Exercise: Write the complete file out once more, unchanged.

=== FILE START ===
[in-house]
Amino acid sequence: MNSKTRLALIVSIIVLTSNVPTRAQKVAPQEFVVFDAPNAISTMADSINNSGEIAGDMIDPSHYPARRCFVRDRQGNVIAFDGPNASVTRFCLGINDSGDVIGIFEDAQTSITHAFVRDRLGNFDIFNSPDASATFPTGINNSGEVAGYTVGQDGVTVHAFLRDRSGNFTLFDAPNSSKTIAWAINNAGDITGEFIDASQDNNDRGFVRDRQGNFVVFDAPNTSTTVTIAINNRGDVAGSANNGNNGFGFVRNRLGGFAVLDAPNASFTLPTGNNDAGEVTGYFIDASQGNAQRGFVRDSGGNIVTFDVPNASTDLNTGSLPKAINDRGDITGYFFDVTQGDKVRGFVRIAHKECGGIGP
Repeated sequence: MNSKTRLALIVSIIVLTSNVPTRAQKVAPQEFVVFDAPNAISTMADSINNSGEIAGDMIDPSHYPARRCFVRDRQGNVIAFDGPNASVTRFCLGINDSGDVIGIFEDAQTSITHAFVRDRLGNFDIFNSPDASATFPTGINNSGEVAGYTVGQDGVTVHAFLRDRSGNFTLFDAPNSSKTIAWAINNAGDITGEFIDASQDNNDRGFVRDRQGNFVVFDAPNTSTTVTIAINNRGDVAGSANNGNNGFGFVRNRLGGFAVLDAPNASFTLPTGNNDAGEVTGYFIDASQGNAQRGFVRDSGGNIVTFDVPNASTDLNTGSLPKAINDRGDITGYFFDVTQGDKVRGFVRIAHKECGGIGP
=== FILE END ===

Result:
[in-house]
Amino acid sequence: MNSKTRLALIVSIIVLTSNVPTRAQKVAPQEFVVFDAPNAISTMADSINNSGEIAGDMIDPSHYPARRCFVRDRQGNVIAFDGPNASVTRFCLGINDSGDVIGIFEDAQTSITHAFVRDRLGNFDIFNSPDASATFPTGINNSGEVAGYTVGQDGVTVHAFLRDRSGNFTLFDAPNSSKTIAWAINNAGDITGEFIDASQDNNDRGFVRDRQGNFVVFDAPNTSTTVTIAINNRGDVAGSANNGNNGFGFVRNRLGGFAVLDAPNASFTLPTGNNDAGEVTGYFIDASQGNAQRGFVRDSGGNIVTFDVPNASTDLNTGSLPKAINDRGDITGYFFDVTQGDKVRGFVRIAHKECGGIGP
Repeated sequence: MNSKTRLALIVSIIVLTSNVPTRAQKVAPQEFVVFDAPNAISTMADSINNSGEIAGDMIDPSHYPARRCFVRDRQGNVIAFDGPNASVTRFCLGINDSGDVIGIFEDAQTSITHAFVRDRLGNFDIFNSPDASATFPTGINNSGEVAGYTVGQDGVTVHAFLRDRSGNFTLFDAPNSSKTIAWAINNAGDITGEFIDASQDNNDRGFVRDRQGNFVVFDAPNTSTTVTIAINNRGDVAGSANNGNNGFGFVRNRLGGFAVLDAPNASFTLPTGNNDAGEVTGYFIDASQGNAQRGFVRDSGGNIVTFDVPNASTDLNTGSLPKAINDRGDITGYFFDVTQGDKVRGFVRIAHKECGGIGP